In two clinical studies, azithromycin for oral suspension was dosed at 10 mg/kg on day 1, followed by 5 mg/kg on days 2 through 5 to two groups of paediatric patients (aged 1–5 years and 5–15 years, respectively). The mean pharmacokinetic parameters on day 5 were Cmax=0.216 µg/mL, Tmax=1.9 hours, and AUC0–24=1.822 µg∙hr/mL for the 1- to 5-year-old group and were Cmax=0.383 µg/mL, Tmax=2.4 hours, and AUC0–24=3.109 µg∙hr/mL for the 5- to 15-year-old group.

Two clinical studies were conducted in 68 paediatric patients aged 3–16 years to determine the pharmacokinetics and safety of azithromycin for oral suspension. Azithromycin was administered following a low-fat breakfast.

The first study consisted of 35 paediatric patients treated with 20 mg/kg/day (maximum daily dose 500 mg) for 3 days, of whom 34 patients were evaluated for pharmacokinetics. In the second study, 33 paediatric patients received doses of 12 mg/kg/day (maximum daily dose 500 mg) for 5 days, of whom 31 patients were evaluated for pharmacokinetics.

In both studies, azithromycin concentrations were determined over a 24-hour period following the last daily dose. Patients weighing above 25.0 kg in the 3-day study or 41.7 kg in the 5-day study received the maximum adult daily dose of 500 mg. Accordingly, 11 patients (weighing 25.0 kg or less) in the first study and 17 patients (weighing 41.7 kg or less) in the second study received a total dose of 60 mg/kg. The following table shows pharmacokinetic data in the subset of paediatric patients who received a total dose of 60 mg/kg.

Pharmacokinetic Parameter

3-Day Regimen
(20 mg/kg × 3 days)

5-Day Regimen
(12 mg/kg × 5 days)

N

11

17

Cmax (µg/mL)

1.1 (0.4)

0.5 (0.4)

Tmax (hr)

2.7 (1.9)

2.2 (0.8)

AUC0–24 (µg∙hr/mL)

7.9 (2.9)

3.9 (1.9)

The similarity of the overall exposure (AUC0–infinity) between the 3-day and 5-day regimens in paediatric patients is unknown.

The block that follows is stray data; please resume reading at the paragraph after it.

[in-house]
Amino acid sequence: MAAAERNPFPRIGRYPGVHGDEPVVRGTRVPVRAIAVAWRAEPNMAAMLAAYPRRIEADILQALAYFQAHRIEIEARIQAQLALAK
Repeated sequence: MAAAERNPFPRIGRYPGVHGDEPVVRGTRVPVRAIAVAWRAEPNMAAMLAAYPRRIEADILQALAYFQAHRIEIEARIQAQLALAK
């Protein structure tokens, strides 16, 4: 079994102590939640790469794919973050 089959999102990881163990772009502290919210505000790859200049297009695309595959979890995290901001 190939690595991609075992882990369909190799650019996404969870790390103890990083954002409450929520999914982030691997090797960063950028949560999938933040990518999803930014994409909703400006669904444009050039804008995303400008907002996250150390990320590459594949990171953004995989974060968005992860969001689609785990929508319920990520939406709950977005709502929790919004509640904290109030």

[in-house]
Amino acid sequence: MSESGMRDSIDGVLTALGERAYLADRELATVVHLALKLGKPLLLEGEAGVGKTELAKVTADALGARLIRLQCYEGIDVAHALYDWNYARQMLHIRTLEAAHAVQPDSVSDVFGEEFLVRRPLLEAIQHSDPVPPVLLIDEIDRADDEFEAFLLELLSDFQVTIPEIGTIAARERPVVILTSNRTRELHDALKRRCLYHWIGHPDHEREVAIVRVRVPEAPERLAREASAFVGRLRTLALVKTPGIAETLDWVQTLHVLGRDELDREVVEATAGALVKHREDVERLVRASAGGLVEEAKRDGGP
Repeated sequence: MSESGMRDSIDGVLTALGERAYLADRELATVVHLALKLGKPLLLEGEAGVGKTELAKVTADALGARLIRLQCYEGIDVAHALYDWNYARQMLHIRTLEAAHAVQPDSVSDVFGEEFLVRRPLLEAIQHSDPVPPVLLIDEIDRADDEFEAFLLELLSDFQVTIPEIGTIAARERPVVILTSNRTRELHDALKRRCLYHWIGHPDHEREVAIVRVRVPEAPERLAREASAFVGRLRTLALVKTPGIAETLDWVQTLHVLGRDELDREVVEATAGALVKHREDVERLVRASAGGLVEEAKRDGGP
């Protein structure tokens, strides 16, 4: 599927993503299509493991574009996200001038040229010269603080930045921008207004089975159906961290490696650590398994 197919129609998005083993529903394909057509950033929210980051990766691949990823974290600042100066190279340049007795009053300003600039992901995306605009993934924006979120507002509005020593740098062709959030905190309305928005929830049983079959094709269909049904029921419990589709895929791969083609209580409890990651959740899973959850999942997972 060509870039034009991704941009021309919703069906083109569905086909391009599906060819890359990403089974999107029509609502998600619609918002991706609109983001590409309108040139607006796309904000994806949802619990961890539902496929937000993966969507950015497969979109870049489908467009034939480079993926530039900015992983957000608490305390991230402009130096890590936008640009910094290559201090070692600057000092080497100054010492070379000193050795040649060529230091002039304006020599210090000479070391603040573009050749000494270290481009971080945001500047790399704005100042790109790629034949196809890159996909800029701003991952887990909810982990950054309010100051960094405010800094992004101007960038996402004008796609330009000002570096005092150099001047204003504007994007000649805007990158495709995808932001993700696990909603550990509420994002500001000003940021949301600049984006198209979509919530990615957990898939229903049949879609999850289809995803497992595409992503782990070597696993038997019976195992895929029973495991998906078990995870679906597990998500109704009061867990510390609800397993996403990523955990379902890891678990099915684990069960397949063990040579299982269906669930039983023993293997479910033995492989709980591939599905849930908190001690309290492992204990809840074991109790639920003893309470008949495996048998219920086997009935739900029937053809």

Single-dose pharmacokinetics in paediatric patients given doses of 30 mg/kg has not been studied.

Drug–Drug Interactions

Drug interaction studies were performed with azithromycin and other drugs likely to be co-administered. The effects of co-administration of azithromycin on the pharmacokinetics of other drugs are shown in Table 1 and the effects of other drugs on the pharmacokinetics of azithromycin are shown in Table 2.

Co-administration of azithromycin at therapeutic doses had a modest effect on the pharmacokinetics of the drugs listed in Table 1. No dosage adjustment of drugs listed in Table 1 is recommended when co-administered with azithromycin.

Co-administration of azithromycin with efavirenz or fluconazole had a modest effect on the pharmacokinetics of azithromycin. Nelfinavir significantly increased the Cmax and AUC of azithromycin. No dosage adjustment of azithromycin is recommended when administered with drugs listed in Table 2.

Table 1: Drug Interactions: Pharmacokinetic Parameters for Co-administered Drugs in the Presence of Azithromycin

Co-administered Drug

Dose of Co-administered 

Drug

Dose of Azithromycin

n

Ratio (With/Without Azithromycin) of Co-administered Drug Pharmacokinetic Parameters (90% CI); No Effect = 1.00

Mean 

Cmax

Mean

AUC

Atorvastatin

10 mg/day ×

8 days

500 mg/day PO on

days 6–8

12

0.83
(0.63 to 1.08)

1.01
(0.81 to 1.25)

Carbamazepine

200 mg/day ×

2 days, then 200 mg b.i.d. × 18 days

500 mg/day PO for

days 16–18

7

0.97
(0.88 to 1.06)

0.96
(0.88 to 1.06)

Cetirizine

20 mg/day ×

11 days

500 mg PO on day 7, then 250 mg/day on days 8–11

14

1.03
(0.93 to 1.14)

1.02
(0.92 to 1.13)

Didanosine

200 mg PO b.i.d. × 21 days

1,200 mg/day PO on

days 8–21

6

1.44
(0.85 to 2.43)

1.14
(0.83 to 1.57)

Efavirenz

400 mg/day ×

7 days

600 mg PO on day 7

14

1.04*

0.95*

Fluconazole

200 mg PO single dose

1,200 mg PO single dose

18

1.04
(0.98 to 1.11)

1.01
(0.97 to 1.05)

Indinavir

800 mg t.i.d. ×

5 days

1,200 mg PO on day 5

18

0.96
(0.86 to 1.08)

0.90
(0.81 to 1.00)

Midazolam

15 mg PO on day 3

500 mg/day PO × 3 days

12

1.27
(0.89 to 1.81)

1.26
(1.01 to 1.56)

Nelfinavir

750 mg t.i.d. × 11 days

1,200 mg PO on day 9

14

0.90
(0.81 to 1.01)

0.85
(0.78 to 0.93)

Rifabutin

300 mg/day × 10 days

500 mg PO on day 1, then 250 mg/day on days 2–10

6

See footnote below

NA

Sildenafil

100 mg on days 1 and 4

500 mg/day PO × 3 days